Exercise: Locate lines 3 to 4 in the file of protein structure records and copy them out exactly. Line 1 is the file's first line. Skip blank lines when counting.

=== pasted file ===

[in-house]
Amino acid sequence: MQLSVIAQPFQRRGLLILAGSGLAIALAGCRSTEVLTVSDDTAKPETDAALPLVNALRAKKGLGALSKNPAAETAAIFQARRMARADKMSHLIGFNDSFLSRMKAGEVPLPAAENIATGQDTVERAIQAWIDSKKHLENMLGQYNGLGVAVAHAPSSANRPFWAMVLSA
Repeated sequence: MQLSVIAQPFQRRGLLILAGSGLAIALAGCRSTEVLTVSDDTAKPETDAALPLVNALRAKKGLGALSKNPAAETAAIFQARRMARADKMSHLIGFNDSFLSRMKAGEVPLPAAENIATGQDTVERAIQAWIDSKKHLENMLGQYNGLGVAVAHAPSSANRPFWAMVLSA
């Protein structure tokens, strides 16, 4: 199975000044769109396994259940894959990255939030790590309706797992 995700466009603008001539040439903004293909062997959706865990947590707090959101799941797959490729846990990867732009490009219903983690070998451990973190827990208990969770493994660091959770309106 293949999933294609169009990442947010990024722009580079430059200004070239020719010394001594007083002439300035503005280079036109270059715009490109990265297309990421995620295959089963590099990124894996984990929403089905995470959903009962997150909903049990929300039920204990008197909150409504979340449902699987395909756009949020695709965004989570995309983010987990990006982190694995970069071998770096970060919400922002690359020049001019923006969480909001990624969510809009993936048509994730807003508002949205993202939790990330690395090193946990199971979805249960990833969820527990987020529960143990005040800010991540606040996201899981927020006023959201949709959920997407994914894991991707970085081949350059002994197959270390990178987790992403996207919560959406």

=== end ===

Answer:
Repeated sequence: MQLSVIAQPFQRRGLLILAGSGLAIALAGCRSTEVLTVSDDTAKPETDAALPLVNALRAKKGLGALSKNPAAETAAIFQARRMARADKMSHLIGFNDSFLSRMKAGEVPLPAAENIATGQDTVERAIQAWIDSKKHLENMLGQYNGLGVAVAHAPSSANRPFWAMVLSA
């Protein structure tokens, strides 16, 4: 199975000044769109396994259940894959990255939030790590309706797992 995700466009603008001539040439903004293909062997959706865990947590707090959101799941797959490729846990990867732009490009219903983690070998451990973190827990208990969770493994660091959770309106 293949999933294609169009990442947010990024722009580079430059200004070239020719010394001594007083002439300035503005280079036109270059715009490109990265297309990421995620295959089963590099990124894996984990929403089905995470959903009962997150909903049990929300039920204990008197909150409504979340449902699987395909756009949020695709965004989570995309983010987990990006982190694995970069071998770096970060919400922002690359020049001019923006969480909001990624969510809009993936048509994730807003508002949205993202939790990330690395090193946990199971979805249960990833969820527990987020529960143990005040800010991540606040996201899981927020006023959201949709959920997407994914894991991707970085081949350059002994197959270390990178987790992403996207919560959406």